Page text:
Mistakes or misdeeds by volunteers can reflect badly on a nonprofit or, worse, make it vulnerable to legal action. The volunteer can even face personal liability. The fact that volunteers are not paid does not protect an organization from liability any more than the fact that the nonprofit’s mission is a philanthropic one.
One popular form of cause-related marketing is an agreement between a nonprofit organization and a for-profit entity, called a commercial co-venturer (CCV).
Dealing aggressively with risk to prevent problems from happening is standard practice at many nonprofits. One form of such pre-emptive action is known as enterprise risk management (ERM).
There’s reporting, and there’s reporting. Some people report for duty. Some news media present brainless rants as fact. Nonprofits must report clearly what and how they are doing.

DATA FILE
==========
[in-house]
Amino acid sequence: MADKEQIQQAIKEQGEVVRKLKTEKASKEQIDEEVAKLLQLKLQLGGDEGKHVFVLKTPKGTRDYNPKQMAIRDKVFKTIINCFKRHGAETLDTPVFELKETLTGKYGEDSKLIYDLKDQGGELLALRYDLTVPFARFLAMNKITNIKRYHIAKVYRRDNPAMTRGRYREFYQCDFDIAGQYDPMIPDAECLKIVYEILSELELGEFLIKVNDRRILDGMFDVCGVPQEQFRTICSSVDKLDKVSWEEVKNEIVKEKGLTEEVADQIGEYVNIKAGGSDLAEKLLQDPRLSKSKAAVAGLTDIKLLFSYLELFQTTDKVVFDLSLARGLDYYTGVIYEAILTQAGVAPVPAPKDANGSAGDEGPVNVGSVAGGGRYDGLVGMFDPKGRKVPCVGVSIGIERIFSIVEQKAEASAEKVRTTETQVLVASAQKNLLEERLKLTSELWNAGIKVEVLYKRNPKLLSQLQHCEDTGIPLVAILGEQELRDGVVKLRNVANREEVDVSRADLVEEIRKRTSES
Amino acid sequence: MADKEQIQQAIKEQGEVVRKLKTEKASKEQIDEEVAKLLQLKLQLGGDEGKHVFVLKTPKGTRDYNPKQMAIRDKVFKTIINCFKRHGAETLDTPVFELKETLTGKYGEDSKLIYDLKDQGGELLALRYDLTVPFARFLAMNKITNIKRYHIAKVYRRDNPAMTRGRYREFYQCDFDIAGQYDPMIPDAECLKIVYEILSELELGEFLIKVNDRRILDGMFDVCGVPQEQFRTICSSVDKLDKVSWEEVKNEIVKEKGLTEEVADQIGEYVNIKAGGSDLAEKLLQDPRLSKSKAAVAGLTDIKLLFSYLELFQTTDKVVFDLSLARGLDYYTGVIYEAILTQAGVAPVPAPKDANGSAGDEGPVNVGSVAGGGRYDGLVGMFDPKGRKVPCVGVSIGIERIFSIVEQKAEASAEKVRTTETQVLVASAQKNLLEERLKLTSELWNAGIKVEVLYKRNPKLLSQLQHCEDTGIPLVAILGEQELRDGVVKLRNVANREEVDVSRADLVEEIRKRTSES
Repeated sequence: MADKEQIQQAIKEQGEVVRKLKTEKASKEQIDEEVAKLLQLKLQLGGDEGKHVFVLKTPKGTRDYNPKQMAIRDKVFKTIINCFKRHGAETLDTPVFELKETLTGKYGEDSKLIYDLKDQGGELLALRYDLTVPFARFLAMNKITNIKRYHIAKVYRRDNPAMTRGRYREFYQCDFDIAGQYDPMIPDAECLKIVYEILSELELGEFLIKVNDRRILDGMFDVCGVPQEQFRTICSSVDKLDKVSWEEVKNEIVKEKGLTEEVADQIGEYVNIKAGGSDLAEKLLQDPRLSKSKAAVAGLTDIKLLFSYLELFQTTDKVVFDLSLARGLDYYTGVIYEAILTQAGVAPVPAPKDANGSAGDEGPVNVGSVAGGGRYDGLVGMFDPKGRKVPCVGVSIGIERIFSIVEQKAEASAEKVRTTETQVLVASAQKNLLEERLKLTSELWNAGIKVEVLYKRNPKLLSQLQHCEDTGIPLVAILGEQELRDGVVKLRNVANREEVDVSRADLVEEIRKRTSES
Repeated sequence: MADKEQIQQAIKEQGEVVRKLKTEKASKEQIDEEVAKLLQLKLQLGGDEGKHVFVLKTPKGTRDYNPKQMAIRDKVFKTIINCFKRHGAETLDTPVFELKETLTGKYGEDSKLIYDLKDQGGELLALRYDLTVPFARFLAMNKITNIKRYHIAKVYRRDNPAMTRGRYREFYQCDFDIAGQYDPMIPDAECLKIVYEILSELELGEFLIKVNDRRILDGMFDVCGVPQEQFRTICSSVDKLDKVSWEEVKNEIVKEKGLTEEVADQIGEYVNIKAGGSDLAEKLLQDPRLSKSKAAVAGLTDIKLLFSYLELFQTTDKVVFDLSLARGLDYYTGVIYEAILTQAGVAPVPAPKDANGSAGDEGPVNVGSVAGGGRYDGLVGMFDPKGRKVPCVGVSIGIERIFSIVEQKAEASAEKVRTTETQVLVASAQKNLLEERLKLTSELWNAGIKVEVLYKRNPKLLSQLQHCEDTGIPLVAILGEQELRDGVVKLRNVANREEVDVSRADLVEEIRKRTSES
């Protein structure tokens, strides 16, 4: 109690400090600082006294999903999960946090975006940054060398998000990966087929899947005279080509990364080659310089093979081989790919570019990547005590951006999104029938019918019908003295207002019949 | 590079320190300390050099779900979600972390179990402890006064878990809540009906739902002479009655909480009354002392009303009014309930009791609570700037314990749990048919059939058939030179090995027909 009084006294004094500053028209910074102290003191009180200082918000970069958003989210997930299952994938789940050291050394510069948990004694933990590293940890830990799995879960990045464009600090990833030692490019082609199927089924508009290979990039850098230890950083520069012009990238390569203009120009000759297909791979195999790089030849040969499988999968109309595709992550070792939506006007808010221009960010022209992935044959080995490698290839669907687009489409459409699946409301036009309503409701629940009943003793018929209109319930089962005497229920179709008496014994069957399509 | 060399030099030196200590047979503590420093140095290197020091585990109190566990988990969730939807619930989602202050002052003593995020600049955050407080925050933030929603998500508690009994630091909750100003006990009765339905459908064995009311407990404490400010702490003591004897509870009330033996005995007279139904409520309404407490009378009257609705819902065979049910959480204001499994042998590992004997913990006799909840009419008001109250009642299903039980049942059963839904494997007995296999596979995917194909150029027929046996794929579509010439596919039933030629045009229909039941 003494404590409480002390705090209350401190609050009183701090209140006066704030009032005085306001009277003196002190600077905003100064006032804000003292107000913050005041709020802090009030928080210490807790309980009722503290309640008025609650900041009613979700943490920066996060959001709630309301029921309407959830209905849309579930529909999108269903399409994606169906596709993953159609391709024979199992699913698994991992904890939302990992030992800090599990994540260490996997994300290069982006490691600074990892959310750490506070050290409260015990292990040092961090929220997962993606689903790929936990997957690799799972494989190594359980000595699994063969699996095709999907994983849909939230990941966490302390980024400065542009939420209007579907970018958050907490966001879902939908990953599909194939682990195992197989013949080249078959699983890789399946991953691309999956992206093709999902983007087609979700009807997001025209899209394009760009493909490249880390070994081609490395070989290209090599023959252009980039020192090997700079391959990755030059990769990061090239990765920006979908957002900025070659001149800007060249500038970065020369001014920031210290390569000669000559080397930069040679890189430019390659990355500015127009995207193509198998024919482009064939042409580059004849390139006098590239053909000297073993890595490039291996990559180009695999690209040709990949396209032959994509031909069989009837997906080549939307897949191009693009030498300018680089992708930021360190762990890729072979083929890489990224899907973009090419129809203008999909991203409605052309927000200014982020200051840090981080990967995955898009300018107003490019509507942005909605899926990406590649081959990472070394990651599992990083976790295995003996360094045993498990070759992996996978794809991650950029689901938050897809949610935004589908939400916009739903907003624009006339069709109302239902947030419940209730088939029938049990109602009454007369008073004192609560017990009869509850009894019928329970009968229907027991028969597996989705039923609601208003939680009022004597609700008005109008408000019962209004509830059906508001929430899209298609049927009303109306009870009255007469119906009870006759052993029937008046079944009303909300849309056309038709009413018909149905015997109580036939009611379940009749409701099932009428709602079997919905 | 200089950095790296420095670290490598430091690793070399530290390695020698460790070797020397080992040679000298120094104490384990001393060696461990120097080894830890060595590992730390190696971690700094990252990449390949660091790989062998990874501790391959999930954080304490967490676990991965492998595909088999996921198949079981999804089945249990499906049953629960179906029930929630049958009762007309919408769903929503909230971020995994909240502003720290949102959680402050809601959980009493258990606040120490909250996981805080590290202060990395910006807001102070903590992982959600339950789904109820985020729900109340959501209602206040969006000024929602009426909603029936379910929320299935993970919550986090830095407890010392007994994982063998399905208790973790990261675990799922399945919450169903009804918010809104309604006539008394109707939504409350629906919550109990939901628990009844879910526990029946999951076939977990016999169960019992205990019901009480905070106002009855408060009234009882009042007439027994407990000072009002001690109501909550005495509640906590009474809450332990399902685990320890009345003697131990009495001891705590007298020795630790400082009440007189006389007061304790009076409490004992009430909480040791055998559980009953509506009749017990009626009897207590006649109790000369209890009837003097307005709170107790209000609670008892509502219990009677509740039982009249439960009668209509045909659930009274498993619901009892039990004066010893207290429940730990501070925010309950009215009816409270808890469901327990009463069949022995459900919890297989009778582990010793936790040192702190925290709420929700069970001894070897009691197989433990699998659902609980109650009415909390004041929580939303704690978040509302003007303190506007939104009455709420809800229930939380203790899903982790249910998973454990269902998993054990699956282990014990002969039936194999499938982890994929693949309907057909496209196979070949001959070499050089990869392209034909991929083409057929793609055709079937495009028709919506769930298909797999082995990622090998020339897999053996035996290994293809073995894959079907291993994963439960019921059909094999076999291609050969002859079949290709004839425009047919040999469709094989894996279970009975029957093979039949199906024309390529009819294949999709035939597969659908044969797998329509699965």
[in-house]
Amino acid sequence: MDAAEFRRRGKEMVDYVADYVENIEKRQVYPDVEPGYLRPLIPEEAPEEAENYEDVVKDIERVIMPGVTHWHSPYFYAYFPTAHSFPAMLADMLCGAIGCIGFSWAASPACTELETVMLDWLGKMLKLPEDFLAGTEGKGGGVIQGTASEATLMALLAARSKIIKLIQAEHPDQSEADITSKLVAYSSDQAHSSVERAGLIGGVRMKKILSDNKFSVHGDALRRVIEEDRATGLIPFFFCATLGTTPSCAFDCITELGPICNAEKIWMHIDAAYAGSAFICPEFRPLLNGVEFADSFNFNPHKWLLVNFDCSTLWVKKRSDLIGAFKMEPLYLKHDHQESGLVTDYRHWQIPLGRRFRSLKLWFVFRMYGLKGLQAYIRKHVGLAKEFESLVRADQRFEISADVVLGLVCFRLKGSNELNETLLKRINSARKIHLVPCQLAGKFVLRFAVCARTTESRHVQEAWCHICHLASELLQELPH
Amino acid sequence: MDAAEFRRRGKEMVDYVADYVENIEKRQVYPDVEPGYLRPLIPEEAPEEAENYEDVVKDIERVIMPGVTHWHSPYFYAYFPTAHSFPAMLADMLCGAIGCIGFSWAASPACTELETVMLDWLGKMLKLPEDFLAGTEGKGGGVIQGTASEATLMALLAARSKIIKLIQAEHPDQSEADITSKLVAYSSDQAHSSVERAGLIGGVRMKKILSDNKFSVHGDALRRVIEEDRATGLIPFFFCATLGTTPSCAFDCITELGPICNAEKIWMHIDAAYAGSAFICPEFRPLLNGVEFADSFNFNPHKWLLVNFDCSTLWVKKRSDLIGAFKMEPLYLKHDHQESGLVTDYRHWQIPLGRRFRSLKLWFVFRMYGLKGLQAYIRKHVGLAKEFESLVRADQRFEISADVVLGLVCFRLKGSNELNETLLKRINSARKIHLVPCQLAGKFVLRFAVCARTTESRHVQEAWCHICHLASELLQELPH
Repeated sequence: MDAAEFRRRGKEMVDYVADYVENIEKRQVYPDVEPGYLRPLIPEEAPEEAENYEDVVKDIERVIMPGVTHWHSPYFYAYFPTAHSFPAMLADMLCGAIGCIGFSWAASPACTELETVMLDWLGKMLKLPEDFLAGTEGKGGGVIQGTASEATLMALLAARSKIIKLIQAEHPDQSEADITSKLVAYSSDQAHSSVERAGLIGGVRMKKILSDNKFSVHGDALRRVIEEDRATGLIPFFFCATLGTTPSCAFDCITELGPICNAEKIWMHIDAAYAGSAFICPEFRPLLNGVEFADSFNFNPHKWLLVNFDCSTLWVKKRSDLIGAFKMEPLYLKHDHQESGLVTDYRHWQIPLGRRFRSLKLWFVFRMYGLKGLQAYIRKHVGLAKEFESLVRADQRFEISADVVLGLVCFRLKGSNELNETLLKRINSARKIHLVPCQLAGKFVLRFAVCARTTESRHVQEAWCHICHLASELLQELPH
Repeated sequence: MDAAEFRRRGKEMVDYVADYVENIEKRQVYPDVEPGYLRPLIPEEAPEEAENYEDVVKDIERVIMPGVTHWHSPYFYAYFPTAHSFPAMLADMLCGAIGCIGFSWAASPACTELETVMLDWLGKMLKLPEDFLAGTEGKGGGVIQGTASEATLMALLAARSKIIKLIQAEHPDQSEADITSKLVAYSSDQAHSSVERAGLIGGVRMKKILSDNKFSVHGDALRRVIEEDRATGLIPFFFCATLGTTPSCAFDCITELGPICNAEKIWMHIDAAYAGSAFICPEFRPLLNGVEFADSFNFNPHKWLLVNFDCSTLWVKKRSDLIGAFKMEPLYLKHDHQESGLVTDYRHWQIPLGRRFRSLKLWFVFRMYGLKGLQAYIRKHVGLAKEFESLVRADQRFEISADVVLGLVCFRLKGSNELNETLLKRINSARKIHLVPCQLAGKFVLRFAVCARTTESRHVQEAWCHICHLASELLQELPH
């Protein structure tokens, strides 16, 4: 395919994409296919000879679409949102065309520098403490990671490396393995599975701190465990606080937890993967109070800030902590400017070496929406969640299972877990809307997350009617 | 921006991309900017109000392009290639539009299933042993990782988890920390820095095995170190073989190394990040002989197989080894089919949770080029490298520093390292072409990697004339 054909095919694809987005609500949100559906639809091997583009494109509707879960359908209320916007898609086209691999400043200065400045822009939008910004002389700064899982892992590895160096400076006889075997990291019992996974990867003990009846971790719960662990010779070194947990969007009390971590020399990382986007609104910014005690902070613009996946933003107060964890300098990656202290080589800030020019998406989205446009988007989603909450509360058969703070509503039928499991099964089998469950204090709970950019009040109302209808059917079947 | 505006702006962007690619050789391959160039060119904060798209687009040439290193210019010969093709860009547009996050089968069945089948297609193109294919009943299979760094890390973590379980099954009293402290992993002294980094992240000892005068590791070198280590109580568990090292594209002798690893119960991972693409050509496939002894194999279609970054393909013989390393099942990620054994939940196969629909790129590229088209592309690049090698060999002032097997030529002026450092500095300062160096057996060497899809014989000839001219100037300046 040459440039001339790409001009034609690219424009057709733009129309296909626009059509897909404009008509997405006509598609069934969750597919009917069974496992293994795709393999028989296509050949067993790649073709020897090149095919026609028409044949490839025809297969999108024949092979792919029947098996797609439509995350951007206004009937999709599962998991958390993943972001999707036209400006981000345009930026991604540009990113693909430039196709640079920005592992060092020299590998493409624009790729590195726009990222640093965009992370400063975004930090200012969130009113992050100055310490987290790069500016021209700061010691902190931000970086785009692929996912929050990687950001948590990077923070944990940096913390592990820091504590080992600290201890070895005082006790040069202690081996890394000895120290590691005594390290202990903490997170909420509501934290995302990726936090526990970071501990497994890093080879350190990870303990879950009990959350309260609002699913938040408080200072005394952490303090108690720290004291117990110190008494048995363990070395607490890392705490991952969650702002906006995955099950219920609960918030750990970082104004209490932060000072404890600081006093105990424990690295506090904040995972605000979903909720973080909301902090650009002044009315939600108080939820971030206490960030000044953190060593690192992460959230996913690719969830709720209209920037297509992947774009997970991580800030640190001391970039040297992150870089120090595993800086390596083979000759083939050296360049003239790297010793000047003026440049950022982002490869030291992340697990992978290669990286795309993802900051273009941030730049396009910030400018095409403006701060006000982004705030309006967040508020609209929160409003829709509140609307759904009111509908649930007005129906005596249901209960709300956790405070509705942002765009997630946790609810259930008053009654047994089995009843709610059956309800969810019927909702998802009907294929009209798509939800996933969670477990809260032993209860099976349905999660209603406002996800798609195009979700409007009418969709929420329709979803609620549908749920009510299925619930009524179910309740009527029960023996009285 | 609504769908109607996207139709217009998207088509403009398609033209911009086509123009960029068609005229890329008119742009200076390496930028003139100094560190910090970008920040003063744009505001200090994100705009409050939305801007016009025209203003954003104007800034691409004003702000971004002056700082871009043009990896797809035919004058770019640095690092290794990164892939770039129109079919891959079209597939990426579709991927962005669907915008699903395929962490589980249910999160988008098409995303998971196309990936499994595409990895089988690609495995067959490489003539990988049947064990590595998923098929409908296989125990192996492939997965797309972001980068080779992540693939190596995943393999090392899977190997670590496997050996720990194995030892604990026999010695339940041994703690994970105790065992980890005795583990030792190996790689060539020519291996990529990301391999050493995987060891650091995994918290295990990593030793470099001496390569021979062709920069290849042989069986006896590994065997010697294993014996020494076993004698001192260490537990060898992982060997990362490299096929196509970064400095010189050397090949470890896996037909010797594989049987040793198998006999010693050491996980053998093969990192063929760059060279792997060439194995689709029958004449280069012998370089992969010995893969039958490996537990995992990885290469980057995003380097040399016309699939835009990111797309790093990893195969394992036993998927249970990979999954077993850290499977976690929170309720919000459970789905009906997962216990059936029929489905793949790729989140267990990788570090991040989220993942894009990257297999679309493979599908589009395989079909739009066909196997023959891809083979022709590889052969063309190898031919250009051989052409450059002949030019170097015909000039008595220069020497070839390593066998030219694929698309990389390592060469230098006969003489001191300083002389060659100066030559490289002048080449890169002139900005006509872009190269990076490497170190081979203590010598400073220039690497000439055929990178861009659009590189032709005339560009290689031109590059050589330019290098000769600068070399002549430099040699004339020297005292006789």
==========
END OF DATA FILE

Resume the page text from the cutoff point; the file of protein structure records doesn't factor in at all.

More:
Women owned 10.1 million businesses that employed 13 million people and did $1.9 trillion worth of sales a year in 2008, the last available data. Women control about 83 percent of family spending and more than 50 percent of family wealth.
Developing a competitive federal grant proposal is not simple. Typical corporate and foundation requests range from two to ten pages and provide a birds-eye view of the program. By contrast, federal proposals range from 25 to 100 pages or more, and require meticulous descriptions of the program’s research base, plans, and management structure.
Anyone who has ever made a presentation knows how frustrating it can be to have to come up with suitable material. Speakers are tempted to throw in every possible bit of material they can find.
Building up your organizations mobile list isn’t going to happen by chance or on its own. You’ve got to remember to build it into your advocacy.
Regardless of the high-mindedness of any mission, the way people work together will affect the way an organization functions, meaning the mission will feel the results.
Just as the need for funding can lead to bad decisions about accepting monetary gifts, the benefits of gifts in kind (GIK) can blind an organization to the problems that might occur from accepting anything that can fit through the door.